Ashley Schroeder's Reviews > The Help

The Help by Kathryn Stockett
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's review
Jun 22, 2011

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bookshelves: feminism, politics
Read from June 22 to 28, 2011

"We're just two people. Not that much separates us. Not nearly as much as I'd thought."

This book is about many, many things: empowerment (especially of women), invisible but indubitable social lines, fear of self and fear of society, knowledge, freedom, growing up, everyday existence. At the end of the day, though, it is about the above quote: being human in a world full of humans. Or, perhaps being a woman in a world full of humans.

I have to say, too, something this book most definitely is NOT. It is not just another worn-out diatribe about race relations in the civil rights-era South. Don't be fooled into thinking it is, and don't be fooled into thinking Stockett has no business writing as a black woman because she's white. Don't give in to that simple, societally-imposed, clear-cut assumption, because you'll miss out on the rest of what this piece has to offer, especially the strong feminist streak. Stockett isn't writing as a black woman or a white woman -- she's writing AS a WOMAN.

Back to the book: The three first-person voices are each distinct and memorable; sometimes I still find myself thinking in Aibileen's silky southern drawl or Minny's fierce battery of words. To the point that I was a little put off by the top-of-the-chapter denotations of the current narrator all throughout the book. I felt it did a disservice to the author's obvious ability to clearly convey who was speaking through nuance, style, and tone. Three characters are developed with whom I fell in love; I don't need to be told my good friends' names each and every time I see them because I simply KNOW them.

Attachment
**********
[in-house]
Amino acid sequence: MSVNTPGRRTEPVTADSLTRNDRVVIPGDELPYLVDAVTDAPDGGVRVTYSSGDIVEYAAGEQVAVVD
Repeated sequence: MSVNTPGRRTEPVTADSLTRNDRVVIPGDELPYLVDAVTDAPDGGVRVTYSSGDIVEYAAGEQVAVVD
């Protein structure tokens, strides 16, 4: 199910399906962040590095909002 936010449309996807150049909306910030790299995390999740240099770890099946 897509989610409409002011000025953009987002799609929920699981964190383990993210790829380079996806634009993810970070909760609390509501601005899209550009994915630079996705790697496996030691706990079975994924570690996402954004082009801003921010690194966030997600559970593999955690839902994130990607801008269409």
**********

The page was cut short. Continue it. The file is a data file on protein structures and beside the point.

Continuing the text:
Stockett is not one to mince words, and I found her writing to be fairly pedestrian. But, she describes certain specifics (the spider mites on a well-loved Southern bloom, the "asleepness" of a neon bar sign) with a poignancy that directly adds to the driving, almost-activist narrative she is telling. This is a period piece with purpose; a life-imitating-art-imitating-life, semi-autobiographical foray into the lines we create to divide us. The author is subtle and powerful, a weaver of the tiny emotions of everyday living that make us human.

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